- Paperback: 252 pages
- Publisher: Routledge; 1 edition (August 29, 2015)
- Language: English
- ISBN-10: 0415737354
- ISBN-13: 978-0415737357
- Product Dimensions: 6 x 0.6 x 9 inches
- Shipping Weight: 12.8 ounces (View shipping rates and policies)
- Average Customer Review: 10 customer reviews
- Amazon Best Sellers Rank: #155,098 in Books (See Top 100 in Books)
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Markets without Limits: Moral Virtues and Commercial Interests 1st Edition
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"...as informed and informative as it is thoughtful and thought-provoking. An inherently absorbing and innately fascinating read from beginning to end..."
- Midwest Book Review
- Regulation, Cato Institute
"Giving away morally significant goods and services is fine, even noble, but selling them is wrong. Jason Brennan and Peter M. Jaworski's book is a welcome challenge to this view."
- Notre Dame Philosophical Review
"the book is a pleasure to read and very though-provoking. I predict it will lead to a much higher level of debate about commodification in coming years."
"There are many books on the morality of commerce and market commoditization, but this one is better than the others. It is better argued, penetrates into the issues more deeply, and most of all it is right."
Tyler Cowen, George Mason University, USA
"What I found remarkable is their effort to consider, and answer, objections in a way that recognizes that many of the objections have considerable merit, at least on their own terms. But the answers are still persuasive. An indispensable volume for those interested in applied philosophy and policy."
Michael C. Munger, Duke University, USA
"Brennan and Jaworski have produced the best and most straightforward critique of the 'commodification' critics and should be on every social science and humanities professor shelf."
Peter Boettke, George Mason University, USA
"This is one of the most important books published this century. Every library should have a copy. Despite its theoretical sophistication Markets without Limits is witty, irreverent, and extremely engaging, and so is readily accessible to undergraduates."
J.S. Taylor, College of New Jersey, CHOICE
About the Author
Jason Brennan is Associate Professor of Strategy, Economics, Ethics, and Public Policy at Georgetown University’s McDonough School of Business, and, by courtesy, Associate Professor of Philosophy. He is the author of Why Not Capitalism? (Routledge, 2014), Compulsory Voting: For and Against, with Lisa Hill (2014), Libertarianism: What Everyone Needs to Know (2012), The Ethics of Voting (2011), and A Brief History of Liberty, with David Schmidtz (2010).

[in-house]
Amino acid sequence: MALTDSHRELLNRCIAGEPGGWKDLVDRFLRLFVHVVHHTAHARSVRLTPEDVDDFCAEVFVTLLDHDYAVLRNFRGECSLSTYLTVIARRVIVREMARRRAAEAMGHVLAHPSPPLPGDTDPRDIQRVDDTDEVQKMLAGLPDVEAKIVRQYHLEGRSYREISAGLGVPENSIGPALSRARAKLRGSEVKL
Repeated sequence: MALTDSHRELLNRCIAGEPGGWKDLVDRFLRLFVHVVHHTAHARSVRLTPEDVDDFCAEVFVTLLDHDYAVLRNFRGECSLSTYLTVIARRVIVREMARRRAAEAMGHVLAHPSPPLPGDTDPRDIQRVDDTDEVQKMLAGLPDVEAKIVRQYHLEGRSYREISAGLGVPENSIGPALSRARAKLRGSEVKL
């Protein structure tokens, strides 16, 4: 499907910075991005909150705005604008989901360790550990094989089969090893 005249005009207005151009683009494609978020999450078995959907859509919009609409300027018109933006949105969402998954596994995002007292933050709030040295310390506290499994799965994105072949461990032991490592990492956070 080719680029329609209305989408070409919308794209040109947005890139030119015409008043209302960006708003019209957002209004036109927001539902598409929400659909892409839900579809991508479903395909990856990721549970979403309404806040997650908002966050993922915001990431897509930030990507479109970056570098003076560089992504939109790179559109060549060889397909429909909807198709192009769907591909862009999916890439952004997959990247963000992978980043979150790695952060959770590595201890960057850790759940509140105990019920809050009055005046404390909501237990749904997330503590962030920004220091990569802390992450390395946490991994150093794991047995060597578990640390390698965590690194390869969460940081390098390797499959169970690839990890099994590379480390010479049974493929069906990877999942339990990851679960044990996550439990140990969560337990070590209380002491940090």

Peter Jaworski is Assistant Teaching Professor of Strategy, Economics, Ethics, and Public Policy at Georgetown University’s McDonough School of Business. Prior to joining the faculty at Georgetown, Peter was Visiting Research Professor at Brown University’s Political Theory Project. He is a senior fellow with the Canadian Constitution Foundation and serves on the Board of Directors of the Institute for Liberal Studies.
Top customer reviews
The book is clear in two important ways. First, stylistically, it is written in a straightforward way. The chapters are relatively short: making them more focused and to the point. There is little in the way of jargon – and they make an effort to define carefully unavoidable technical verbiage.
Second, they make great effort to make sure that the arguments they are criticizing or advancing are presented as clearly and as logically as possible. I found myself frequently raising a concern or possible objection in the margins only to have that concern or objection discussed in the next paragraph or section. It got a little eerie at times—as if they were reading my mind!
They do a great job of presenting the anti-commodification arguments clearly and fairly. In fact, I think they do a better job of making the anti-commodification case than most of the anti-commodification theorists themselves. Their broad topology of the different criticisms helps to clarify and focus the arguments for these points and their criticisms.
Should be read by both friends and foes of the market.
The book essentially argues that if one removes from markets items that should be owned by no one, like nuclear weaponry, the objections to the sale of any given item--if it can be gifted away--ought to be eligible for purchase. The chapter on "semiotic" objections hammers this argument home. The book does not shrink from addressing a handful of the most resolute arguments against markets. The authors name names and rebut criticisms.
What adds immensely to the readability factor is the use of clarifying real world examples throughout. The social construction of markets in helping us determine the meaning of particular goods--sales of organs or adoption rights--is relevant to sociological discourse. Although it will earn a chilly reception there. Nevertheless, the authors' deft use of empirical evidence to overturn "sacred truths" captures the excitement that grows with a data driven philosophy. The examples they chose and various markets defended (voting markets!) ought to attract a well deserved reaction in the intellectual market.
Whether paid or not, my honest evaluation: I seldom read books whose premise I already agree with, because it isn't that interesting to be convinced of something you already think. However, Jason Brennan is one of the exceptions to this rule, since I almost always encounter a new perspective or new argument that deepens my understanding. Brennan and Jaworski do an excellent job of clarifying this argument, and even if they did nothing more than that, it would be a service. However, they also argue in simple and convincing terms in favor of their point. More than just information, this book could be viewed as an instruction manual on how to debate this topic.